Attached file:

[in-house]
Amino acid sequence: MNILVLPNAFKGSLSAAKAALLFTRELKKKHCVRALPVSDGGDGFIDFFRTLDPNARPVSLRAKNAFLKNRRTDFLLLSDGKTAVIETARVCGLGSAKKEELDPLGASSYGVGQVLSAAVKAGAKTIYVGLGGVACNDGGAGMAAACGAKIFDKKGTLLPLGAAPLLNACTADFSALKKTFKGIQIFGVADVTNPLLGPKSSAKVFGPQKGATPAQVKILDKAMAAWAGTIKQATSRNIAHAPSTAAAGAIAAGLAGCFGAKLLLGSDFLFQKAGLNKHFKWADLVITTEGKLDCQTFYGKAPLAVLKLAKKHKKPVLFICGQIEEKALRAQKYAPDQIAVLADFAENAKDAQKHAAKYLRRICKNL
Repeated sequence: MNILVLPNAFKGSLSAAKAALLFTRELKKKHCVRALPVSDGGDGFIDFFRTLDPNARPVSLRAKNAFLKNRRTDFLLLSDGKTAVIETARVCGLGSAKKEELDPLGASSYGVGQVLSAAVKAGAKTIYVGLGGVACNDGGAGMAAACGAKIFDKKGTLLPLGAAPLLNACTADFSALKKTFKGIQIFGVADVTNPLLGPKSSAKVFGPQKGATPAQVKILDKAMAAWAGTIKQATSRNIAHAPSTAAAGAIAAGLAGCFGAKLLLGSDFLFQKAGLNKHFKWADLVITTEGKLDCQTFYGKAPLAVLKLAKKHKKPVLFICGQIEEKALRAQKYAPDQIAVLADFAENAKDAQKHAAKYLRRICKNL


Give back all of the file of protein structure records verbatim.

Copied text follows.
[in-house]
Amino acid sequence: MNILVLPNAFKGSLSAAKAALLFTRELKKKHCVRALPVSDGGDGFIDFFRTLDPNARPVSLRAKNAFLKNRRTDFLLLSDGKTAVIETARVCGLGSAKKEELDPLGASSYGVGQVLSAAVKAGAKTIYVGLGGVACNDGGAGMAAACGAKIFDKKGTLLPLGAAPLLNACTADFSALKKTFKGIQIFGVADVTNPLLGPKSSAKVFGPQKGATPAQVKILDKAMAAWAGTIKQATSRNIAHAPSTAAAGAIAAGLAGCFGAKLLLGSDFLFQKAGLNKHFKWADLVITTEGKLDCQTFYGKAPLAVLKLAKKHKKPVLFICGQIEEKALRAQKYAPDQIAVLADFAENAKDAQKHAAKYLRRICKNL
Repeated sequence: MNILVLPNAFKGSLSAAKAALLFTRELKKKHCVRALPVSDGGDGFIDFFRTLDPNARPVSLRAKNAFLKNRRTDFLLLSDGKTAVIETARVCGLGSAKKEELDPLGASSYGVGQVLSAAVKAGAKTIYVGLGGVACNDGGAGMAAACGAKIFDKKGTLLPLGAAPLLNACTADFSALKKTFKGIQIFGVADVTNPLLGPKSSAKVFGPQKGATPAQVKILDKAMAAWAGTIKQATSRNIAHAPSTAAAGAIAAGLAGCFGAKLLLGSDFLFQKAGLNKHFKWADLVITTEGKLDCQTFYGKAPLAVLKLAKKHKKPVLFICGQIEEKALRAQKYAPDQIAVLADFAENAKDAQKHAAKYLRRICKNL